With the introduction of the Internet of Things (IoT), the world of technology has seen progress like never before. The smart devices we depend on in our daily lives are all part of IoT. However, with every good thing comes risks. All IoT applications depend on network connectivity and large amounts of data transfer, which makes them vulnerable to malicious attacks. Cybersecurity threats are high and therefore, we should be aware of the means to identify and mitigate such risks. This is where IoT forensics comes into the picture.
What Is IoT Forensics?
Just like the investigation of a regular crime scene, IoT forensics deals with the investigation of a cybercrime related to IoT. It involves the application of various techniques for identification, preservation, analysis, and presentation of digital evidence after the occurrence of the crime.
Apart from mobiles, tablets, sensors, and other smart IoT devices, cloud computing is also a part of IoT. Cloud computing technologies are responsible for storing the huge datasets of IoT and providing various services. IoT is greatly dependent on the cloud for its capacity, scalability, and convenience of use. Therefore, cloud data breaches are also part of crimes related to IoT forensics.
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What Is the Difference Between Digital and IoT Forensics?
Digital forensics is a wide area that includes recognizing, parsing, and exhibiting digital evidence from several sources after a cyberattack. The evidence gathered can be utilized in a court of law for further legal proceedings. It involves the examination of all devices that are capable of storing data in a digital format. Earlier known as computer forensics, digital forensics has now expanded to include multiple sub-branches for retrieving digital evidence from both volatile and non-volatile memory. The field of digital forensics can be categorized into the following:
- Network forensics: It involves investigating and analysis of the network traffic.
- Disk forensics: It involves looking through storage devices for all kinds of files.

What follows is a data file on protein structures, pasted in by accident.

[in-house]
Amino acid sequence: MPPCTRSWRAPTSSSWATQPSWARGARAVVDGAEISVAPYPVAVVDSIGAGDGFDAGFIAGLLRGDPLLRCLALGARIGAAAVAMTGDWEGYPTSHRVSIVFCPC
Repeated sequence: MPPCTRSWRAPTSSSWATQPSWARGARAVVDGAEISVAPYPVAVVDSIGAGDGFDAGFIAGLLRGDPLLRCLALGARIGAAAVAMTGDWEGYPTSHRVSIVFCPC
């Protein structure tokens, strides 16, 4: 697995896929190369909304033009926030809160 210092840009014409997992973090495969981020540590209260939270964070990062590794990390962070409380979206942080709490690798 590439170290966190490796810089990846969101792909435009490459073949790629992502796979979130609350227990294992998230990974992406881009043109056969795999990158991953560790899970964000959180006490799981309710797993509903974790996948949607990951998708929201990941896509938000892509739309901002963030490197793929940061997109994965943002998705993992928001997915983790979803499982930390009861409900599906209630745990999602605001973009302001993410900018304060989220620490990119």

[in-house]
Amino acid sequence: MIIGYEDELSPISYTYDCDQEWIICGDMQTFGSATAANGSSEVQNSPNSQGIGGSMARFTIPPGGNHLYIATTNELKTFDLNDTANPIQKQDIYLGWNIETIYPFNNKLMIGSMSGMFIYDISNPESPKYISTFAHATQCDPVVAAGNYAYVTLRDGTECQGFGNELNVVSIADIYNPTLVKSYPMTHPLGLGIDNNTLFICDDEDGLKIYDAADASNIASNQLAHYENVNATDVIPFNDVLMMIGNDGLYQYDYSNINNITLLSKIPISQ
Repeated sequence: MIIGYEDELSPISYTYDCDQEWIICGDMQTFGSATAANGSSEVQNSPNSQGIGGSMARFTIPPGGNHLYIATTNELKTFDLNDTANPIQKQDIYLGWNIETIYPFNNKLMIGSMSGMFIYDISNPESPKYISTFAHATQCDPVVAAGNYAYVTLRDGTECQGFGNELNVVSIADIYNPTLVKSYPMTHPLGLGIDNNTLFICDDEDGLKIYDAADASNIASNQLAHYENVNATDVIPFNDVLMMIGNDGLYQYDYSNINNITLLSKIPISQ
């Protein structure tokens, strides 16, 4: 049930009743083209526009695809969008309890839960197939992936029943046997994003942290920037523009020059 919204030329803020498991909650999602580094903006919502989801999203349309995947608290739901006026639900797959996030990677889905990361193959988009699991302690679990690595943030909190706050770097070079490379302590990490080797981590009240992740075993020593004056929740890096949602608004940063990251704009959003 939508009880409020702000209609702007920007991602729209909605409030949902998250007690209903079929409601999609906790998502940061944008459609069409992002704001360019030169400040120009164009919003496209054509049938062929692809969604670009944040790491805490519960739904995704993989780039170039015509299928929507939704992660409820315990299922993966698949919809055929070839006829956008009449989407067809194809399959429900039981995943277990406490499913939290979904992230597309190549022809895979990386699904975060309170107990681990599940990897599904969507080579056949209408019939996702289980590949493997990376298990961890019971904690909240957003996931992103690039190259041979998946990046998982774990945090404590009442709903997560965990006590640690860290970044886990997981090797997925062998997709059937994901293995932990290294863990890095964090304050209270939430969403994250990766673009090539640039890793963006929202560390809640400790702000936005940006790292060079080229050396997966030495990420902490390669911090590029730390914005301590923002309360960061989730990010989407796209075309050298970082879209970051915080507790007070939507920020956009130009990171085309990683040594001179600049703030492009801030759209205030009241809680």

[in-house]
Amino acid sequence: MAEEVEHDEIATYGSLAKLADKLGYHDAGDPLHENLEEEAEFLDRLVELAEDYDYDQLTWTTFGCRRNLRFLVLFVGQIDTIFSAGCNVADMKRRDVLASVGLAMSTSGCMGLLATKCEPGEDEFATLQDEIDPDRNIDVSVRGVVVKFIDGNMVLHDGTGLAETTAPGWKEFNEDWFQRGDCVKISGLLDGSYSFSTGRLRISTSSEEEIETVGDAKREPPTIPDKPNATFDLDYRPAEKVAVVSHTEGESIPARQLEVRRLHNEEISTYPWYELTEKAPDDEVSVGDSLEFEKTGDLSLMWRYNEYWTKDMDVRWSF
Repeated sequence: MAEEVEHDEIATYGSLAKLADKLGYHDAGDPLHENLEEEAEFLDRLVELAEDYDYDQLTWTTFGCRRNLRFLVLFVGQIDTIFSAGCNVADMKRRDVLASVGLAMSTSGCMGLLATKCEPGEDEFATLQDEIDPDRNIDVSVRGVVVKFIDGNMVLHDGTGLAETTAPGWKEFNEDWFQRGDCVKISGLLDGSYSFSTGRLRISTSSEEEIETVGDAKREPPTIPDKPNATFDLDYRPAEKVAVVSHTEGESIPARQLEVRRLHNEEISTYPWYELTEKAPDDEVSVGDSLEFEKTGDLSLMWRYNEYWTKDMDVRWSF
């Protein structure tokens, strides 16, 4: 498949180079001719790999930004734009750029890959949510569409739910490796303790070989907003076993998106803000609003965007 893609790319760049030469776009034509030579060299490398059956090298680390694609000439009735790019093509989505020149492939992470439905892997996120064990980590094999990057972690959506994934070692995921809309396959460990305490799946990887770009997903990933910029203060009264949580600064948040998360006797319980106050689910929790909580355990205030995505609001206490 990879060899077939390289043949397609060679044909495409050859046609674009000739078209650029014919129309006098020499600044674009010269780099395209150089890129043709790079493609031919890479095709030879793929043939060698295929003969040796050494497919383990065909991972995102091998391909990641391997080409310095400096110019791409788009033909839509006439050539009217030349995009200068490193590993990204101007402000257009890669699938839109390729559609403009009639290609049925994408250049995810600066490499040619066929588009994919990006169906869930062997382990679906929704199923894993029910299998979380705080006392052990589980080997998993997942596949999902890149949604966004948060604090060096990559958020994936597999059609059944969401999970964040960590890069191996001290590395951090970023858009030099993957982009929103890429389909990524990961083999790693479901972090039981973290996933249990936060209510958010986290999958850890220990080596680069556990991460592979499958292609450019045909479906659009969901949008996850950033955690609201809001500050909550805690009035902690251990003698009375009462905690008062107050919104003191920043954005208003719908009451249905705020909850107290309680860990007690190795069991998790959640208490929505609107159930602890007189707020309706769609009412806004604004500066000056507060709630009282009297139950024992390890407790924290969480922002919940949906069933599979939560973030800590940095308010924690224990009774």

- Email forensics: All emails, contacts, and calendar events are thoroughly searched in this type of forensics.
- Database forensics: It includes the examination of all databases and their metadata.
- Malware forensics: It involves identifying malicious items in a device or network. Malware attacks are one of the most common cyberattacks.
- Mobile device forensics: It involves the analysis of all content found on mobile devices.
- Computer forensics: It involves the investigation of computers only.
Cyber forensics or digital forensics is made possible with the help of multiple tools that have been designed specifically for investigating certain digital mediums. Some common cyber forensics tools are Wireshark, Forensic Investigator, Autopsy, and Nmap.
IoT forensics is a sub-part of digital forensics that focuses on crimes related to IoT and its sub-domains only. It is much more complex and multifaceted as compared to digital forensics. Unlike digital forensics, there are no specific tools or techniques to identify the sources of digital evidence when it comes to IoT devices. Most data is stored remotely in the cloud, which makes retrieval of digital evidence challenging. IoT forensics is still facing multiple hurdles due to the large assortment of devices, scattered data, and geographical restrictions associated with cloud data centers. Cloud data is also subject to alteration, which can be a significant concern when investigating a crime.
How to Extract and Parse Traces from IoT Devices
The extraction and analysis of evidence are still at their early stages in IoT forensics. Currently, the common sources of assembling digital evidence are the intelligent devices and sensors, the communicators between these devices and the outer world, cloud storage, and mobile network providers.
Dive into IoT Forensics with CHFI
Collecting and analyzing traces from IoT devices is a difficult task and can be done only by certified professionals. Enter Computer Hacking Forensic Investigation (CHFI), a digital forensics program that is focused on certifying individuals who can identify different hacking attacks and extract sufficient digital evidence to report the attack. The certification opens the gates for you to work in digital forensics or even specialized IoT forensics.
Certified investigators are also responsible for discovering new modes of examination for cybercrime traces. Addressing this need, CHFI has been outlined specifically to promote skills in tracking the criminal’s footprints and gathering enough digital evidence for law proceedings. For more information, visit https://www.eccouncil.org/programs/computer-hacking-forensic-investigator-chfi/